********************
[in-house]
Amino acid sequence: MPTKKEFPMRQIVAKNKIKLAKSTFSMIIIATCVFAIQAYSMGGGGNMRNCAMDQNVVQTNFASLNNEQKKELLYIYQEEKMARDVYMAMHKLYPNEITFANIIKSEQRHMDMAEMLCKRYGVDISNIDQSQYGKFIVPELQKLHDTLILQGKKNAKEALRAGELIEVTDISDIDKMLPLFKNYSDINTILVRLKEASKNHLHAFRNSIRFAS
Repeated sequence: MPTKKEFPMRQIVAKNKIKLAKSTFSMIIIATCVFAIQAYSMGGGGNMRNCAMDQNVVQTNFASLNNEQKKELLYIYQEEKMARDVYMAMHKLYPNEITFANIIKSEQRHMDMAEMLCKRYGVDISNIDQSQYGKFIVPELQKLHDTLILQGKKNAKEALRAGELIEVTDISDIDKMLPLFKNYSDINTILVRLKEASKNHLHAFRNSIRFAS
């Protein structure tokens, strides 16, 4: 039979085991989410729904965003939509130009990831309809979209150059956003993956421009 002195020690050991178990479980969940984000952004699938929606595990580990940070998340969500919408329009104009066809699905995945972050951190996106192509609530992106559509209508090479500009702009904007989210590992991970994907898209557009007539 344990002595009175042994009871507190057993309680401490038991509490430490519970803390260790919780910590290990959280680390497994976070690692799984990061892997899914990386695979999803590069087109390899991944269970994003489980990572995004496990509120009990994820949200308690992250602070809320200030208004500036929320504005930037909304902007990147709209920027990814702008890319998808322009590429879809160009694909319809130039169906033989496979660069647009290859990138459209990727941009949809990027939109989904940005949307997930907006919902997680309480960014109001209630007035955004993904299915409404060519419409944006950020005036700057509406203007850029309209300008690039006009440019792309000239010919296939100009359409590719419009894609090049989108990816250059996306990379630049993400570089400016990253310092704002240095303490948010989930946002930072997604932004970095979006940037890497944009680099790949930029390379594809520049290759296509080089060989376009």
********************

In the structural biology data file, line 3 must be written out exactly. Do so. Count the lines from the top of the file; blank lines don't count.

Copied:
Repeated sequence: MPTKKEFPMRQIVAKNKIKLAKSTFSMIIIATCVFAIQAYSMGGGGNMRNCAMDQNVVQTNFASLNNEQKKELLYIYQEEKMARDVYMAMHKLYPNEITFANIIKSEQRHMDMAEMLCKRYGVDISNIDQSQYGKFIVPELQKLHDTLILQGKKNAKEALRAGELIEVTDISDIDKMLPLFKNYSDINTILVRLKEASKNHLHAFRNSIRFAS